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Fr Michael O'Grady at the pier in Kildysart. Photograph by John Kelly

Kildysart’s Fr Michael enjoys transatlantic life

WHEN he left Ireland for Arizona in August 1958, the then 24-year-old Fr Michael O’Grady thought it would be at least 1965 before he would set foot in Kildysart again.
He was one of four newly minted priests who sailed the Atlantic, having spent six years at the seminary in Carlow. One of the four was Fr Tom O’Dea from Newmarket, who is now based in Ballynacally.
“All four us set off for Arizona from Cobh. The bishop wouldn’t let us fly. He wouldn’t pay for us, probably and then he made us go by train from New York to Tucson. I’d say we were two days on the train. We had been seven days on the boat,” Fr Michael recalled in his house in The Square, Kildysart last week.
A Harty Cup winner with St Flannan’s College in 1952, Fr Michael also played minor football (three years) and hurling for Clare.
His GAA skills didn’t desert Fr Michael entirely in the US. In fact, he seemed to mix baseball with hurling once or twice.
“They couldn’t figure out how I could pick up the ball with a baseball bat. Just before I came home, I met somebody at a funeral. He said ‘I was in sixth grade when you were in St Theresa’s. The only thing I can remember about you is that you could kick the football over the school.’ He didn’t remember anything else,” Fr Michael laughed uproariously.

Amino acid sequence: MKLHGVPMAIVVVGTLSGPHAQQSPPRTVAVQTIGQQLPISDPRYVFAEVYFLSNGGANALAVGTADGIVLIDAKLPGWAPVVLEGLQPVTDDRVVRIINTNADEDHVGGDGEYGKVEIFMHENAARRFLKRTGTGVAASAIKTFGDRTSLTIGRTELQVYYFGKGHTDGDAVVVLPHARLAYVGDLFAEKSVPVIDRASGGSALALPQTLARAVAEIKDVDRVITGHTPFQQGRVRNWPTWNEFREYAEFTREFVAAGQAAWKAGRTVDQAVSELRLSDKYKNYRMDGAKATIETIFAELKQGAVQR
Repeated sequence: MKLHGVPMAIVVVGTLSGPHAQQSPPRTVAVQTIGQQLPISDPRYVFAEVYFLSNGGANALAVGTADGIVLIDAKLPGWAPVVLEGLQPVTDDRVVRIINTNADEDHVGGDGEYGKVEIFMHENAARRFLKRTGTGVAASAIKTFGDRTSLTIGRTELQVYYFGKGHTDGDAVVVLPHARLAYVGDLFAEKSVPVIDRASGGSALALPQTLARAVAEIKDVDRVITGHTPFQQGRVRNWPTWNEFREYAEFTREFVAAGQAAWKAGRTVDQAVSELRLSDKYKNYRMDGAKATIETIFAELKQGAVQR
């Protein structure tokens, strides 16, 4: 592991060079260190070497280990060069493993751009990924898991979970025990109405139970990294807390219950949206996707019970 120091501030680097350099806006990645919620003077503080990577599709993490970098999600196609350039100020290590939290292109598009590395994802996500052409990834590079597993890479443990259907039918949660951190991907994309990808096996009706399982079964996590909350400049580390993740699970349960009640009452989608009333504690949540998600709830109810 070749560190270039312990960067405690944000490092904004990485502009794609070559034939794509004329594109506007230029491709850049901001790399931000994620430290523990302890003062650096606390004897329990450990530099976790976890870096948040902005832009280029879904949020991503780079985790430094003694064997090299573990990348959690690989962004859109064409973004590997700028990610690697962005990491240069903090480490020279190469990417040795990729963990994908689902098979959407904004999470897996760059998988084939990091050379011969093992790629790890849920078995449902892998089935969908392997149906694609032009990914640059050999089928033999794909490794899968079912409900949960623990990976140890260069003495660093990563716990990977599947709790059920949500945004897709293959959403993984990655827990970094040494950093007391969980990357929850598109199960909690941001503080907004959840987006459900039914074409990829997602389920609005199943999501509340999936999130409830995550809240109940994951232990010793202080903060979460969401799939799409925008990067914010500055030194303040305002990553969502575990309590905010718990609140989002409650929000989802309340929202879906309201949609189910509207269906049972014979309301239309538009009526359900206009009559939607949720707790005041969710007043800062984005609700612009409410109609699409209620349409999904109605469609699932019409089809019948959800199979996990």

Save a brief stint playing football in New York in 1969, leaving Ireland signalled the end of his competitive sporting career. However, a bit of inventive thinking aided him in coming home for a month’s holiday in 1960.
“The first year we went out the word we heard was ‘you can’t go home for seven years’. Guys hadn’t been allowed home for their parents funerals. It was crazy. O’Dea and I were the first two to come home after two years. The parish priest asked me ‘where are you going on your vacation?’ I said, ‘I’m going east’. I didn’t say how far east and he was smart enough not to ask,” the 81-year-old, now retired priest, laughed.
Fr Michael had three sisters and three brothers. Sadly his brother, Dan, drowned in 1947, aged just 17.
“He drowned down at the pier here in Kildysart. I was there with him. We hadn’t a clue about swimming. We were dog paddling and calling it swimming. I never really knew what happened. Did he get a heart attack or did he get cramps? In those days, children were kind of pushed aside. It was a different time,” he recounted sadly.
The tragedy had a devastating effect on Michael’s mother, Elizabeth and his father, Michael.
“My mum shrivelled. We lived down the Quay Road. We were all born down there. When I took off, the family got scattered. Rose is in Limerick and is the only one left along with myself.”
Since retiring in 2005, Fr Michael generally lives in Phoenix from October until May and in Kildysart for the rest of the year.
His first post in Arizona was in Phoenix, where one of Fr Michael’s jobs was to work with what was called the convert class in his new parish. He met with the parish priest, who detailed what was expected of the new recruit.
“When I was going out the door, he said, ‘incidentally you have the convert class too’. I said, ‘I don’t think that’s a good idea. I’ve hardly ever met a Protestant in my life. There was only one in Kildysart, a Mrs Kelly and she became a Catholic the year I was ordained.’ He said, ‘you’ll get the hang of it’.”
Fr Michael sought a bit of advice from some of the 49 Irish priests in the State.